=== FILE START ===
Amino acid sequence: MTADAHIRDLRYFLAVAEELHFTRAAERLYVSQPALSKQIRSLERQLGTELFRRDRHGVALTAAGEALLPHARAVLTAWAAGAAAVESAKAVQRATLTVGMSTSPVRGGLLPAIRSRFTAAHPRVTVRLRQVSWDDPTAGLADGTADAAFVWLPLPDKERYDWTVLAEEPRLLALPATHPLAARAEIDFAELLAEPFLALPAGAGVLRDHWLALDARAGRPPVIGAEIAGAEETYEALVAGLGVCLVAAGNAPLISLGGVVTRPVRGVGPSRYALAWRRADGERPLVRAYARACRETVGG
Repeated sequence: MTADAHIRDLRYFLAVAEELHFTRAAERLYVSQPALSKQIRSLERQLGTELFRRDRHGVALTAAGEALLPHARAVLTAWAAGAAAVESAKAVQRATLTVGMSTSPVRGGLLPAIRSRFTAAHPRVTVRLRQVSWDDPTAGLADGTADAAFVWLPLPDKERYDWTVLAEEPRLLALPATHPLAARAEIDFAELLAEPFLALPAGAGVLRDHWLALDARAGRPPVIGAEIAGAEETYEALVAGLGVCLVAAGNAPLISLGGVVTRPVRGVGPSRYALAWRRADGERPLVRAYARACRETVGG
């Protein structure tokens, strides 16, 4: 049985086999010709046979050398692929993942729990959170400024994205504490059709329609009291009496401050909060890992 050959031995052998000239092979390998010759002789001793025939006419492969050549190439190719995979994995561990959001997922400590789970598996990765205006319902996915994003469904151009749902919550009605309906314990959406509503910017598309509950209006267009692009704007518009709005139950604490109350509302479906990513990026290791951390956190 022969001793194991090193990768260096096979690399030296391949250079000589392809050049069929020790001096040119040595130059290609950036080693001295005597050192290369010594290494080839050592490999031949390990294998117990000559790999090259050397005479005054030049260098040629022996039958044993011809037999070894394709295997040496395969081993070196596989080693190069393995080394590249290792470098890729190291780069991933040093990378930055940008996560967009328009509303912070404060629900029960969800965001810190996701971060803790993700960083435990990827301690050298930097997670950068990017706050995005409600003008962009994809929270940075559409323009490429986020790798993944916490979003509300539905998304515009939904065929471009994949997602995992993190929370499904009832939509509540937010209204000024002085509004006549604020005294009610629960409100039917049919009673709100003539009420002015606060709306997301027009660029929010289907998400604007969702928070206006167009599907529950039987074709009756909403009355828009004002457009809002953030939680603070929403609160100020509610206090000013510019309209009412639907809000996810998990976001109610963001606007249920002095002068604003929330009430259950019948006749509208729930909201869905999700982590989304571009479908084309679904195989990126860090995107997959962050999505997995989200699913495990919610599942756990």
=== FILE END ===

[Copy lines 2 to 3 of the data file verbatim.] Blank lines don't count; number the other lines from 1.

Repeated sequence: MTADAHIRDLRYFLAVAEELHFTRAAERLYVSQPALSKQIRSLERQLGTELFRRDRHGVALTAAGEALLPHARAVLTAWAAGAAAVESAKAVQRATLTVGMSTSPVRGGLLPAIRSRFTAAHPRVTVRLRQVSWDDPTAGLADGTADAAFVWLPLPDKERYDWTVLAEEPRLLALPATHPLAARAEIDFAELLAEPFLALPAGAGVLRDHWLALDARAGRPPVIGAEIAGAEETYEALVAGLGVCLVAAGNAPLISLGGVVTRPVRGVGPSRYALAWRRADGERPLVRAYARACRETVGG
């Protein structure tokens, strides 16, 4: 049985086999010709046979050398692929993942729990959170400024994205504490059709329609009291009496401050909060890992 050959031995052998000239092979390998010759002789001793025939006419492969050549190439190719995979994995561990959001997922400590789970598996990765205006319902996915994003469904151009749902919550009605309906314990959406509503910017598309509950209006267009692009704007518009709005139950604490109350509302479906990513990026290791951390956190 022969001793194991090193990768260096096979690399030296391949250079000589392809050049069929020790001096040119040595130059290609950036080693001295005597050192290369010594290494080839050592490999031949390990294998117990000559790999090259050397005479005054030049260098040629022996039958044993011809037999070894394709295997040496395969081993070196596989080693190069393995080394590249290792470098890729190291780069991933040093990378930055940008996560967009328009509303912070404060629900029960969800965001810190996701971060803790993700960083435990990827301690050298930097997670950068990017706050995005409600003008962009994809929270940075559409323009490429986020790798993944916490979003509300539905998304515009939904065929471009994949997602995992993190929370499904009832939509509540937010209204000024002085509004006549604020005294009610629960409100039917049919009673709100003539009420002015606060709306997301027009660029929010289907998400604007969702928070206006167009599907529950039987074709009756909403009355828009004002457009809002953030939680603070929403609160100020509610206090000013510019309209009412639907809000996810998990976001109610963001606007249920002095002068604003929330009430259950019948006749509208729930909201869905999700982590989304571009479908084309679904195989990126860090995107997959962050999505997995989200699913495990919610599942756990």